I wasn’t earning big bucks and as a freelancer in the field I don’t expect I ever will, but hey, I was earning something. I was even able to contribute to the household in some way while meeting my own needs. Everything I did was interesting, everything felt like I was making a difference. I was reasonably happy. I was ticking along. TBH simply getting back there would feel like a miracle right now.

But what do I want? I suppose I want a greater level of security than that. I don’t know if I would ever actually do this, but sometimes I see half time service user researcher jobs advertised and I hanker, oh boy do I hanker, after them. I say I don’t know because although research is one thing I love, I love all he other things I do, and I love the flexibility. But the point is this: i would like to be able to apply for a job if I wanted to. I would like to be able to say, absolutely, I can be at work Mondays, Wednesdays and Fridays, or every day between two and five.

In truth, I would probably prefer to grow the business instead. Either way, I would like to be able to work three days instead of one. I would like to be able to commit to attending an event without having to add the caveats, “I hope” and/or, “if I’m well enough.” As previously stated, I want to be able to go back to choir and to yoga and to be able to fund those things myself. I want to be able to at the very least chip into the household finances.

I supposed what means is that for me, “recovery” – the green zone – means having choices. It means a reasonable level of wellness, albeit one for which I expect to have to continue to have to take meds, maybe continue in counselling (my NHS therapy will have long run out), be vigilant and monitor my own feelings and behaviour to try to stay as well as possible. “Self-maintaining” is how a participant described it in one research study I took part in.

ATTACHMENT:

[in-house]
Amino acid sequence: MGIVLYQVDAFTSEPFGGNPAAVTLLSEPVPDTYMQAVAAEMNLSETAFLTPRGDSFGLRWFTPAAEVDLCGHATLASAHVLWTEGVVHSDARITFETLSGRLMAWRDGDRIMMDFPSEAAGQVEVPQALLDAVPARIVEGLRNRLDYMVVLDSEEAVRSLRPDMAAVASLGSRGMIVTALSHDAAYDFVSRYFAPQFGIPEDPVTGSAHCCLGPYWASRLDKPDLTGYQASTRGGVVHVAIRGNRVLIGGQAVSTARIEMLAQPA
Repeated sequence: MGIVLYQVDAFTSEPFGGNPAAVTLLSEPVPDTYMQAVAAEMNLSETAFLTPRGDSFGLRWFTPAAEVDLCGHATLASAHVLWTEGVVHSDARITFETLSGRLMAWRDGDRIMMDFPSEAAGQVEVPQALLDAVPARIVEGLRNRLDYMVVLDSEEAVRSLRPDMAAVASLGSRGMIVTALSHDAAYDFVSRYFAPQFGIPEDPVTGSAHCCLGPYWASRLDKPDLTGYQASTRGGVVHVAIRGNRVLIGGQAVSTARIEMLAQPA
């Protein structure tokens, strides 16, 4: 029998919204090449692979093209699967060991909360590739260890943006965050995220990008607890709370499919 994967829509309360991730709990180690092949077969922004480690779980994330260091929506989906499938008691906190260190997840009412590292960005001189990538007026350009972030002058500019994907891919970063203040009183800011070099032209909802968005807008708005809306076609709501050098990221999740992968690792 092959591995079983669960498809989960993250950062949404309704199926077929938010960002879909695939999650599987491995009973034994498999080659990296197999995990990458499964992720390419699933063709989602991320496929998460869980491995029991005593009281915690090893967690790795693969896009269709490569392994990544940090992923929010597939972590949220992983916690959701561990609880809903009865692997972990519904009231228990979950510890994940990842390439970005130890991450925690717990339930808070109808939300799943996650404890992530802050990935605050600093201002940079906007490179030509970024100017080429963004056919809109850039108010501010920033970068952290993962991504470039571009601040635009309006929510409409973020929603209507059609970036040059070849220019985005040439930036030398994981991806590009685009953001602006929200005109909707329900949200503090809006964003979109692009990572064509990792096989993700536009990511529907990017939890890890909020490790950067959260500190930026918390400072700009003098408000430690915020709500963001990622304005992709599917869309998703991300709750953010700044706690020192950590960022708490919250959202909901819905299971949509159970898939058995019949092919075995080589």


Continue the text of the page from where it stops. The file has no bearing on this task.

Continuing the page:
This might mean services gently bowing out. I know it’s silly to to say that when I’ve only just got a CPN coming into the picture, but I don’t want to have to have one forever. I don’t mind periodic monitoring visits to my consultant although part of my dream does remain being discharged from secondary care.

But choices, choices, I want some choices about what care I receive, what work I do, what I do outside of my work life. And these are choices which those of us within the mental health community sometimes forget that blue zone people get to take for granted. I’d certainly forgotten about them. Don’t like your job? Get another one, go back to your old career, brush up your CV and off you go. Bored with your social activities? Just give something new a try, go somewhere you’ve never been, meet new friends.

I don’t know if/when/how I can get to the green zone. For now I’ve got to concentrate on consolidating my moves back into the orange zone, sorting out the troublesome insomnia, checking out what life is like without an antipsychotic, edging towards paid work (I have a couple of unpaid bits as practice but I’m still on sick leave). So no running before I can walk. But one day I hope to run off into the wide green horizon. I hope that can be a reality.

 

 

 

 

 

 

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About purplepersuasion

40 something service user, activist, writer and mother living with bipolar disorder. Proud winner of the Mark Hanson Prize for Digital Media at the Mind Media Awards #VMGMindAwards 2013. Winner of the World in Mentalists Mood Disorder blog 2012. Regular guest blogger for the International Bipolar Foundation http://www.internationalbipolarfoundation.org/ Expert by Experience working with Mind training department. Working on The Incoming Tide, a bipolar memoir. Find me on Twitter @BipolarBlogger or at my Facebook page http://www.facebook.com/BipolarBlogger
This entry was posted in Bipolar, Crisis care, Employment and benefits, Medication, Mental health, mental health debate, Mental health services, Mood disorder, NHS services, Recovery, Self-management, Uncategorized and tagged , , , , , , . Bookmark the permalink.

8 Responses to The green zone: how “recovered” do I want to be?